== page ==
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WISEWOMAN best practices toolkit : lessons learned from selected projects
  • Published Date:
    February 2007
  • Language:
    English
Filetype[PDF - 3.04 MB]


Details:
  • Corporate Authors:
    Mathematica Policy Research, Inc ; National Center for Chronic Disease Prevention and Health Promotion (U.S.). Division for Heart Disease and Stroke Prevention. WISEWOMAN Program. ;
  • Funding:
    200-2001- 00122
  • Document Type:
  • Description:
    Toolkit Overview: 1. General information about the toolkit; 2. Target audience; 3. Toolkit organization; 4. Definitions -- Chapter I: Methods used to identify best practices: 1. WISEWOMAN program background; 2. WISEWOMAN best practices study background; 3. Case studies; 4. Best practice identification; 5. Caveats -- Chapter II: Reach—Participating in WISEWOMAN -- Chapter III: Effectiveness—Preventing and improving risk factors -- Chapter IV: Adoption—Recruiting and retaining WISEWOMAN sites -- Chapter V: Implementation—Delivering the lifestyle intervention -- Chapter VI: Maintenance—Sustaining WISEWOMAN -- APPENDIX A: Tools from the field -- APPENDIX B: Descriptions of projects included in study.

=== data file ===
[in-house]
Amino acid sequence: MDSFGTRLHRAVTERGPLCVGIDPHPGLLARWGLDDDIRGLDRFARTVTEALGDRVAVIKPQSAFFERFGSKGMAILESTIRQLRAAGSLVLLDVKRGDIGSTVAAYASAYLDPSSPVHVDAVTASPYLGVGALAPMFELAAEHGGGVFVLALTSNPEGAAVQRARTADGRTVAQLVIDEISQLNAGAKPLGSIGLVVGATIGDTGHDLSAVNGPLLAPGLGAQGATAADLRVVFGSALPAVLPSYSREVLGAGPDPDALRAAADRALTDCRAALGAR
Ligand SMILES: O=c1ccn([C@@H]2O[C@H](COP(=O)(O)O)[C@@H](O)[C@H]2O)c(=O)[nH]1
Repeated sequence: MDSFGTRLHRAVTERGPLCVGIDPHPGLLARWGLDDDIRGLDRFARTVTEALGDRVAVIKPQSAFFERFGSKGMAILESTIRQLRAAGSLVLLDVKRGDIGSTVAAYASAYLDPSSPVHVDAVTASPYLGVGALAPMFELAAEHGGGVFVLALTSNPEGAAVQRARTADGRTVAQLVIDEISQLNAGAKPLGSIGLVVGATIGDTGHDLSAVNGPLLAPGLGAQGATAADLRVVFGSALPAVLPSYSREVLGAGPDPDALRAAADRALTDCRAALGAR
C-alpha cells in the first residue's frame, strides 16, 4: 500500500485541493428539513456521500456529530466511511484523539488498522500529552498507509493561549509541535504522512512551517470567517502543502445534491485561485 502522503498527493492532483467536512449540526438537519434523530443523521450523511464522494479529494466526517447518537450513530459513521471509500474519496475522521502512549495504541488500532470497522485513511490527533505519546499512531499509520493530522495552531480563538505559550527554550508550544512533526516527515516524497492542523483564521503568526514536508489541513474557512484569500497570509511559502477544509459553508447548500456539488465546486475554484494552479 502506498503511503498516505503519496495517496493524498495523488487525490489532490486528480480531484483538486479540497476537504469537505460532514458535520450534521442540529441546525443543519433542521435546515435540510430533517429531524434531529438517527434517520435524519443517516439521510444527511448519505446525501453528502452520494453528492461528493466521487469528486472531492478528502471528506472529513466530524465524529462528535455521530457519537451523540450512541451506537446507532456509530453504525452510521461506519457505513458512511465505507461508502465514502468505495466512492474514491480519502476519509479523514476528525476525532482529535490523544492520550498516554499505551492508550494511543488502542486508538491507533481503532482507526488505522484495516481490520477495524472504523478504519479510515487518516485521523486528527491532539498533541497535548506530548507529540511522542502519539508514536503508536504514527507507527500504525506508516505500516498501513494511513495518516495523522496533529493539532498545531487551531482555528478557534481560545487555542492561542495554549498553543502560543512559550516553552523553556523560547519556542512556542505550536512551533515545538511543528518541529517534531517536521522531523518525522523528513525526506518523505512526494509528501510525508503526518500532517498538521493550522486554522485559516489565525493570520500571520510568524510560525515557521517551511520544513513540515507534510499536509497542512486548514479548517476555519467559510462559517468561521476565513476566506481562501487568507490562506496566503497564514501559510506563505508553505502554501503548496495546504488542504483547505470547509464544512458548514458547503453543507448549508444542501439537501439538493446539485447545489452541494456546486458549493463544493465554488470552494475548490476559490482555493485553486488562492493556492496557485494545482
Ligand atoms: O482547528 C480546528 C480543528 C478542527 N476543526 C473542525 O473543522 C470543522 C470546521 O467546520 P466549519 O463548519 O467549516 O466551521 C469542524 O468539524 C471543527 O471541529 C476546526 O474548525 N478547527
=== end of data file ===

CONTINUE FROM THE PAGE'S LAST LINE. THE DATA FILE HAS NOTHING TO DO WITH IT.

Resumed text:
Welcome to the Well-Integrated Screening and Evaluation for Women Across the Nation (WISEWOMAN) Best Practices Toolkit. The toolkit provides guidance, resources, and technical tools to help WISEWOMAN programs serve women. The described practices address recruitment and engagement of program participants, lifestyle intervention delivery, facilitation and maintenance of behavior change, and participant retention in the WISEWOMAN program. The toolkit also lists strategies to assist WISEWOMAN projects in recruiting and retaining local sites and in facilitating local site adoption of the described practices.

    The toolkit is a compendium of best program practices identified through in-depth case studies with selected WISEWOMAN projects. The methods used to identify best practices are outlined in Chapter I. The toolkit is meant as a reference guide from which projects and local sites can select practices that might be useful in their states or tribal organizations. The writers recognize that the practices included in this toolkit might not be effective in all settings; therefore, the toolkit is not meant to dictate practices that all projects should use.

    This toolkit was developed by Mathematica Policy Research, Inc., under contract number 200-2001-00122, with the Centers for Disease Control and Prevention, Division for Heart Disease and Stroke Prevention, WISEWOMAN Program.

  • Supporting Files:
    No Additional Files